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Nanning, Guangxi Autonomous Region

Nanning, Guangxi Autonomous Region, P.R. ChinaJune 4, 2007 Man on river collecting bottles. Market scene.“Too much contact with people brings conflict, hatred, and attachment. To rid myself of inner conflicts and hatred I must walk.”–Santoka TanedaI am getting back into the tropics after being away for a long while. I am finding that my body [...]

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Nanning, Guangxi Autonomous Region, P.R. China
June 4, 2007

Man on river collecting bottles.

Market scene.

“Too much contact with people brings conflict, hatred, and attachment. To rid myself of inner conflicts and hatred I must walk.”
Santoka Taneda

I am getting back into the tropics after being away for a long while. I am finding that my body needs to readjust to the heat. It is a good thing that Nanning is full of heavily air conditioned shopping malls and grocery stores that I can do my walking in. I laugh now at how much of a pansy I have been. But my body is adjusting well to the radical climatic change that it just went through- it was snowing in Mongolia on the day that I left- and I am just about ready to keep on keeping on.

Simply put, walking is the base rhythm of the human body. Everything about the motion of walking compliments and supports all facets of the body’s physical, psychological, and emotional makeup. When I want to think on something I must walk. I travel just to walk. We were made to tramp- just look at your feet, concentrate on how perfectly in balance your gait is! It is almost musical. Is it any wonder why walking brings comfort…and ideas? I once heard of a desert hermit/ philosopher in the Western United States who would rate the difficulty of philosophical questions by how many steps it would take him to solve them. The mind is connected to the feet. If we all still walked long distances how ingenious this world would be. It all went down hill the day the first man sat down and built a fence.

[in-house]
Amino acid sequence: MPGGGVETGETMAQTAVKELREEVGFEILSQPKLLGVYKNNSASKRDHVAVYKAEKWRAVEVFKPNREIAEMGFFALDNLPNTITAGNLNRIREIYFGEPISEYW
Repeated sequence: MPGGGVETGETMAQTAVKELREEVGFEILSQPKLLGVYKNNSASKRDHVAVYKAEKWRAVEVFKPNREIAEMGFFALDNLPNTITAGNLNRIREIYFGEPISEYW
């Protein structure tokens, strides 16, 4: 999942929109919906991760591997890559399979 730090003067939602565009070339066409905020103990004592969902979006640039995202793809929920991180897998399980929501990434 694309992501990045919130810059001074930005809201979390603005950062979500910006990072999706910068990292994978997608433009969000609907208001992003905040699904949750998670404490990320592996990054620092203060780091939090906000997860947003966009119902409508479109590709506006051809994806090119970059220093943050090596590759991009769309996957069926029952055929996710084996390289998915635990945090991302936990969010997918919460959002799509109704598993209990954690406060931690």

I got my Vietnam visa today. It cost me a good deal of money but I got it. Now I need to meet the Lunatic in Hanoi and then we will be on our way.

I have been in Nanning for the past four days. It is one of the three Autonomous regions of China. I am not sure what this really means- maybe they can have more than one kid???. Perhaps it is just a name that China gives to culturally/ politically problematic locations to calm the rabble. “No you are not a province, you are an autonomous region.” But many of the people here are defiantly SE Asian rather than Han Chinese- the little children smile and laugh and seem to be nothing like the expressionless drones that are spawned in China proper. This area reminds me alot of the south west of the USA, which is predominantly Mexican.

This stay in Nanning has been just what I needed: a time to relax, think up plans, eat good food, adjust to the heat, wash my laundry, read books, and just walk around the city. It has been a really nice time. The “progressiveness” of this city has really surprised me. I was expecting a Chinese backwater, and instead this city is very much a part of the “modern” world and is actually kind of new; as if most of it just sprung up yesterday. It very well may have. It has been a nice place to be anonymous in. Just walking the streets, looking around, eating oranges.

I don’t mess around when it comes to food on the road. When I find a restaurant in a town where I can get a sufficient quantity of good cheap food I go there for just about every meal until I move on to the next town. The proprietors oftentimes seem to think that I am a touch cracked and laugh at me every time that they see me coming, but I don’t care. I would rather go to where I know I can get a good meal than spend hours searching through the back alleys of a city searching for food. I think this also adds a little bit of regularity to my days. Actually, I find that life on the road is surprisingly consistent….I think that I have found a touch of stability in constant motion.


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Filed under: China, Travel Inspiration, Travel Philosophy, Travel Preparation, Urbanization

About the Author:

I am the founder and editor of Vagabond Journey. I’ve been traveling the world since 1999, through 91 countries. I am the author of the book, Ghost Cities of China and have written for The Guardian, Forbes, Bloomberg, The Diplomat, the South China Morning Post, and other publications. has written 3717 posts on Vagabond Journey. Contact the author.

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VBJ is currently in: New York City

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